Header

UZH-Logo

Maintenance Infos

Configurable analog-digital conversion using the neural engineering framework


Mayr, Christian G; Partzsch, Johannes; Noack, Marko; Schüffny, Rene (2014). Configurable analog-digital conversion using the neural engineering framework. Frontiers in Neuroscience:8:201.

Abstract

Efficient Analog-Digital Converters (ADC) are one of the mainstays of mixed-signal integrated circuit design. Besides the conventional ADCs used in mainstream ICs, there have been various attempts in the past to utilize neuromorphic networks to accomplish an efficient crossing between analog and digital domains, i.e., to build neurally inspired ADCs. Generally, these have suffered from the same problems as conventional ADCs, that is they require high-precision, handcrafted analog circuits and are thus not technology portable. In this paper, we present an ADC based on the Neural Engineering Framework (NEF). It carries out a large fraction of the overall ADC process in the digital domain, i.e., it is easily portable across technologies. The analog-digital conversion takes full advantage of the high degree of parallelism inherent in neuromorphic networks, making for a very scalable ADC. In addition, it has a number of features not commonly found in conventional ADCs, such as a runtime reconfigurability of the ADC sampling rate, resolution and transfer characteristic.

Abstract

Efficient Analog-Digital Converters (ADC) are one of the mainstays of mixed-signal integrated circuit design. Besides the conventional ADCs used in mainstream ICs, there have been various attempts in the past to utilize neuromorphic networks to accomplish an efficient crossing between analog and digital domains, i.e., to build neurally inspired ADCs. Generally, these have suffered from the same problems as conventional ADCs, that is they require high-precision, handcrafted analog circuits and are thus not technology portable. In this paper, we present an ADC based on the Neural Engineering Framework (NEF). It carries out a large fraction of the overall ADC process in the digital domain, i.e., it is easily portable across technologies. The analog-digital conversion takes full advantage of the high degree of parallelism inherent in neuromorphic networks, making for a very scalable ADC. In addition, it has a number of features not commonly found in conventional ADCs, such as a runtime reconfigurability of the ADC sampling rate, resolution and transfer characteristic.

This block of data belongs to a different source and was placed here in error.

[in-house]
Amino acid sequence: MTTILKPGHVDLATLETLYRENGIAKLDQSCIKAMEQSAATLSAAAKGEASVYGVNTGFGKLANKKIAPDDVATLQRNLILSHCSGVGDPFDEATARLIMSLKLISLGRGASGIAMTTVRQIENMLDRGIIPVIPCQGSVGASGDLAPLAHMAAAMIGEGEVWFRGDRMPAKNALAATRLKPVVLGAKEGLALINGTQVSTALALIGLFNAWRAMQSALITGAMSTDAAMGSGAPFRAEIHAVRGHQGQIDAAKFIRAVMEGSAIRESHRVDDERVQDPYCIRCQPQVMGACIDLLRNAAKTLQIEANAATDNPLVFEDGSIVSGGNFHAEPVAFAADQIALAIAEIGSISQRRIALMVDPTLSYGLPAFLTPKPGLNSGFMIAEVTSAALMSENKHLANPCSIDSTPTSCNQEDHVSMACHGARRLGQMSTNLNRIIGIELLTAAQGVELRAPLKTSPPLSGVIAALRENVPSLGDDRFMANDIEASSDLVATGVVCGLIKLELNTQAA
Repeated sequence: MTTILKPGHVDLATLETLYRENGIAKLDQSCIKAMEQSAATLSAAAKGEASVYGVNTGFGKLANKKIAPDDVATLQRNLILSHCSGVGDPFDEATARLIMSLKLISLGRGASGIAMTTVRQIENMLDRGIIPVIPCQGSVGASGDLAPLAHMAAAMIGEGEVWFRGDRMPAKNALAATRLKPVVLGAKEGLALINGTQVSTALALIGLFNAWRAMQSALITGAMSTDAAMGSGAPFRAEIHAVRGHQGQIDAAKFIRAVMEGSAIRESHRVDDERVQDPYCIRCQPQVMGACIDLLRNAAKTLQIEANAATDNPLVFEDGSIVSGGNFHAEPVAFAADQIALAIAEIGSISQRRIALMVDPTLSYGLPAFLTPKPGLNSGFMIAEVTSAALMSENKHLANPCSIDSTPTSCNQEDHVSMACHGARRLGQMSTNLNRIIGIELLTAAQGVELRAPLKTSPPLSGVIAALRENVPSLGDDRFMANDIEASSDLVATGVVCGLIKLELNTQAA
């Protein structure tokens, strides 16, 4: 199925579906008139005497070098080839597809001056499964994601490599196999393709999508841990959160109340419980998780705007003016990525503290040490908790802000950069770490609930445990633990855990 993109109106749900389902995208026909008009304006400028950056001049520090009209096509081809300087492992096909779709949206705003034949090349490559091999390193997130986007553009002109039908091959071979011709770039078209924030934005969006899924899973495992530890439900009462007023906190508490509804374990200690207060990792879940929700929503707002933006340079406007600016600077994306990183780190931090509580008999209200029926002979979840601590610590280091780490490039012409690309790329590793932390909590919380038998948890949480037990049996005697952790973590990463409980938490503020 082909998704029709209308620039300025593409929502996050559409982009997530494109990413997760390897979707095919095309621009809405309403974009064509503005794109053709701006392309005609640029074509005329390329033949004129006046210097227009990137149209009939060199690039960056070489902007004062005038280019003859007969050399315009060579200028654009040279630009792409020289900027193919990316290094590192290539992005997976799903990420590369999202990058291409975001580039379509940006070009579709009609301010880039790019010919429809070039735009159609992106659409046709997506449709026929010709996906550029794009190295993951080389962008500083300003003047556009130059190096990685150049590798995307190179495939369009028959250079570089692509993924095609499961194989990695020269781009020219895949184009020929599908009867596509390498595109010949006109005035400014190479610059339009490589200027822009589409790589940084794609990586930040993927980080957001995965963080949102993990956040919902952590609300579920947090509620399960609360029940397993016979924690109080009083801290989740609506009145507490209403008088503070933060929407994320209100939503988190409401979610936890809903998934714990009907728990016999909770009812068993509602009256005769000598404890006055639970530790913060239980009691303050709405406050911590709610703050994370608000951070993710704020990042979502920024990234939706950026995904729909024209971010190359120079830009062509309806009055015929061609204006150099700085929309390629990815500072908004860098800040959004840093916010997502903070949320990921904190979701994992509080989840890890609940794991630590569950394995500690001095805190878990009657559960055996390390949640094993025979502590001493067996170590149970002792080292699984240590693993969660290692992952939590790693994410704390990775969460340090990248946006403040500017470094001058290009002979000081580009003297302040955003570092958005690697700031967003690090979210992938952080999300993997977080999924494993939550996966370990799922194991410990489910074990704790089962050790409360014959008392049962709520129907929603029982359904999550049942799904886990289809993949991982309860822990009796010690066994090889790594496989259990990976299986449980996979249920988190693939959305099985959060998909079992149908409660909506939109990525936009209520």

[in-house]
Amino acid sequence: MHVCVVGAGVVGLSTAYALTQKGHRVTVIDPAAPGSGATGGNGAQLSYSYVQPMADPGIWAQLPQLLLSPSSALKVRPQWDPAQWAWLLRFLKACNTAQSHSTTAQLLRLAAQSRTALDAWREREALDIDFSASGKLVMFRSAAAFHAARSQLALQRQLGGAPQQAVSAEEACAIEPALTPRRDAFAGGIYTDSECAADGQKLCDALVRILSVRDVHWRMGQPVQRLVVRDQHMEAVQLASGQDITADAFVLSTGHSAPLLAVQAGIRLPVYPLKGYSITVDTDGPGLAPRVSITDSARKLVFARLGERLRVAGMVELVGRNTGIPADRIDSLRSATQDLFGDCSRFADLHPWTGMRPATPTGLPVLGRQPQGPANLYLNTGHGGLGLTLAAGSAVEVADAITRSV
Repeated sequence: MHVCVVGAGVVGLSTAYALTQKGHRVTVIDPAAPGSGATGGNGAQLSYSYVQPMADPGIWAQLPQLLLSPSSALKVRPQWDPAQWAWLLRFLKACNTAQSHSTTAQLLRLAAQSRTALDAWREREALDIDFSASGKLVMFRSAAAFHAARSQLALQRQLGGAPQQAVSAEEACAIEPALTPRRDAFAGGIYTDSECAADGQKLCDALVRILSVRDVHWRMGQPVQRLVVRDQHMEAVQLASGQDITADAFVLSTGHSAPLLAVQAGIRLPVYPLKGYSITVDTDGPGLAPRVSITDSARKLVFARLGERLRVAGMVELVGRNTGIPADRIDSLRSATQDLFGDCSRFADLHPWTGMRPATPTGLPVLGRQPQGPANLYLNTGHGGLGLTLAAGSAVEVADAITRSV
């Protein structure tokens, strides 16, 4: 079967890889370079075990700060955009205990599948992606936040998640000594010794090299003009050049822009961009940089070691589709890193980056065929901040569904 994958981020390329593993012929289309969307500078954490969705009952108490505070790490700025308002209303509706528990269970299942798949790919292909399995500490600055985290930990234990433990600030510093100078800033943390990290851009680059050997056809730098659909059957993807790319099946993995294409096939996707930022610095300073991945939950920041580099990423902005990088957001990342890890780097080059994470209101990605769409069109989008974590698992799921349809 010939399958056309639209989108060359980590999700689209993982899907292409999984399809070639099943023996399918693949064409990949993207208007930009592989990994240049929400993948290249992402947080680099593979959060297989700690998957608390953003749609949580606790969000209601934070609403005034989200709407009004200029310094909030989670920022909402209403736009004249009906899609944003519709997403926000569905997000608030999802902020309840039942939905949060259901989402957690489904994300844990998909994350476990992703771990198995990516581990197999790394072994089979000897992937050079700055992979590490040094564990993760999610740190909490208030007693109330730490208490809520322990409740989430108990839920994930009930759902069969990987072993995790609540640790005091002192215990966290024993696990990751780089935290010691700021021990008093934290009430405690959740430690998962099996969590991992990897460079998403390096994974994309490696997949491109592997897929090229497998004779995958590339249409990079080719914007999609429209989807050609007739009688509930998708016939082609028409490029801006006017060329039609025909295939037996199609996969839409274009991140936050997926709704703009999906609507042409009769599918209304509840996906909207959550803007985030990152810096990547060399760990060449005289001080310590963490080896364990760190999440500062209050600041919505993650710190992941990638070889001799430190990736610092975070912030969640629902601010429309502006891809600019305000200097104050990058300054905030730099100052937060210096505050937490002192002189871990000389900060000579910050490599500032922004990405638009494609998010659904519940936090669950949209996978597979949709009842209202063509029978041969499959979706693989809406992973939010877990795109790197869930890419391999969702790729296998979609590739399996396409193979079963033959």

Statistics

Citations

5 citations in Web of Science®
5 citations in Scopus®
Google Scholar™

Altmetrics

Downloads

41 downloads since deposited on 24 Feb 2015
12 downloads since 12 months
Detailed statistics

Additional indexing

Item Type:Journal Article, refereed, original work
Communities & Collections:07 Faculty of Science > Institute of Neuroinformatics
Dewey Decimal Classification:570 Life sciences; biology
Language:English
Date:2014
Deposited On:24 Feb 2015 16:20
Last Modified:15 Aug 2017 11:17
Publisher:Frontiers Research Foundation
Series Name:Frontiers in Neuroscience
ISSN:1662-453X
Free access at:PubMed ID. An embargo period may apply.
Publisher DOI:https://doi.org/10.3389/fnins.2014.00201
PubMed ID:25100933

Download

Preview Icon on Download
Preview
Content: Published Version
Filetype: PDF
Size: 3MB
View at publisher
Licence: Creative Commons: Attribution 3.0 Unported (CC BY 3.0)

TrendTerms

TrendTerms displays relevant terms of the abstract of this publication and related documents on a map. The terms and their relations were extracted from ZORA using word statistics. Their timelines are taken from ZORA as well. The bubble size of a term is proportional to the number of documents where the term occurs. Red, orange, yellow and green colors are used for terms that occur in the current document; red indicates high interlinkedness of a term with other terms, orange, yellow and green decreasing interlinkedness. Blue is used for terms that have a relation with the terms in this document, but occur in other documents.
You can navigate and zoom the map. Mouse-hovering a term displays its timeline, clicking it yields the associated documents.

Author Collaborations